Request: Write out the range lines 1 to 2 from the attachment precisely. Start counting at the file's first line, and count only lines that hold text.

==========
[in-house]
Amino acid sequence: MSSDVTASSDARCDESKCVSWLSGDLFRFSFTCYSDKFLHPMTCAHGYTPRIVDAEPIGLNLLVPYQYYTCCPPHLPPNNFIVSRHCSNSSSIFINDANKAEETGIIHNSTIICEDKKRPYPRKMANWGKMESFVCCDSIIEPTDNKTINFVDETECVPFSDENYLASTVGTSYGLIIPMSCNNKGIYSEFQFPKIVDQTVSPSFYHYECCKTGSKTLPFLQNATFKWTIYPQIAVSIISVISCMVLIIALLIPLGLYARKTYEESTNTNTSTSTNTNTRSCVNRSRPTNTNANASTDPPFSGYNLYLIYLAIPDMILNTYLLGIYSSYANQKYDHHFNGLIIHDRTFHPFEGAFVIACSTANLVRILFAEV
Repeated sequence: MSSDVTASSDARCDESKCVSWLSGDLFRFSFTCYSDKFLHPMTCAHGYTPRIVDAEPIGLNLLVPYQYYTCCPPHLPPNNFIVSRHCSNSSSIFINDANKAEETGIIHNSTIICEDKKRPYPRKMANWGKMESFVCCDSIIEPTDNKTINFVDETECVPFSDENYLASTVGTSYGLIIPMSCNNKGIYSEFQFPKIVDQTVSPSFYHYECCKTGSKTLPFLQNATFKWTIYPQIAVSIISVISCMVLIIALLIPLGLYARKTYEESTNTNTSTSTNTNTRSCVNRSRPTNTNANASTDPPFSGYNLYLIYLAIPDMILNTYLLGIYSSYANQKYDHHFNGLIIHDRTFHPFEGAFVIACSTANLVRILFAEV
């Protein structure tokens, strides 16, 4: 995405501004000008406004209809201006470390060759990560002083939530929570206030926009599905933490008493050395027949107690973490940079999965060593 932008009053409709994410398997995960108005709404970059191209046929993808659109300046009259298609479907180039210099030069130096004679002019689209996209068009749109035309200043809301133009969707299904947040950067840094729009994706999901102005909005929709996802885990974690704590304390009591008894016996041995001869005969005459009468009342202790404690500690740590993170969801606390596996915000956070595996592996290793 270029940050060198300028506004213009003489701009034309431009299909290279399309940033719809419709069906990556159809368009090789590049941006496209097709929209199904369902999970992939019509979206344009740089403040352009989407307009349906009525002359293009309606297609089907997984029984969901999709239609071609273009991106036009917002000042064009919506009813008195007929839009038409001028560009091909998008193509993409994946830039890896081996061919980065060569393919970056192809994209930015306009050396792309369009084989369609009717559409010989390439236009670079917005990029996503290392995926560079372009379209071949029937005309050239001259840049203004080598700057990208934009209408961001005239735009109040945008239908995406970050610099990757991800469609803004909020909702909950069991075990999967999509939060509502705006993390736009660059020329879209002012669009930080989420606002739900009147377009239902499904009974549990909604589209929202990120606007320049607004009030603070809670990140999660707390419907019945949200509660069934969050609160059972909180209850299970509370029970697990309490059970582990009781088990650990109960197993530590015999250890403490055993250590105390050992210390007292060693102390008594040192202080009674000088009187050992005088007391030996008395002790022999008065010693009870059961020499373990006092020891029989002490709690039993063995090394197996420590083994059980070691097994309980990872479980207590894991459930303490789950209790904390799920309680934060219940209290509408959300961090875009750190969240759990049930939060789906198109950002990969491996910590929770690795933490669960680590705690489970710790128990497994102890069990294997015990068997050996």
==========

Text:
[in-house]
Amino acid sequence: MSSDVTASSDARCDESKCVSWLSGDLFRFSFTCYSDKFLHPMTCAHGYTPRIVDAEPIGLNLLVPYQYYTCCPPHLPPNNFIVSRHCSNSSSIFINDANKAEETGIIHNSTIICEDKKRPYPRKMANWGKMESFVCCDSIIEPTDNKTINFVDETECVPFSDENYLASTVGTSYGLIIPMSCNNKGIYSEFQFPKIVDQTVSPSFYHYECCKTGSKTLPFLQNATFKWTIYPQIAVSIISVISCMVLIIALLIPLGLYARKTYEESTNTNTSTSTNTNTRSCVNRSRPTNTNANASTDPPFSGYNLYLIYLAIPDMILNTYLLGIYSSYANQKYDHHFNGLIIHDRTFHPFEGAFVIACSTANLVRILFAEV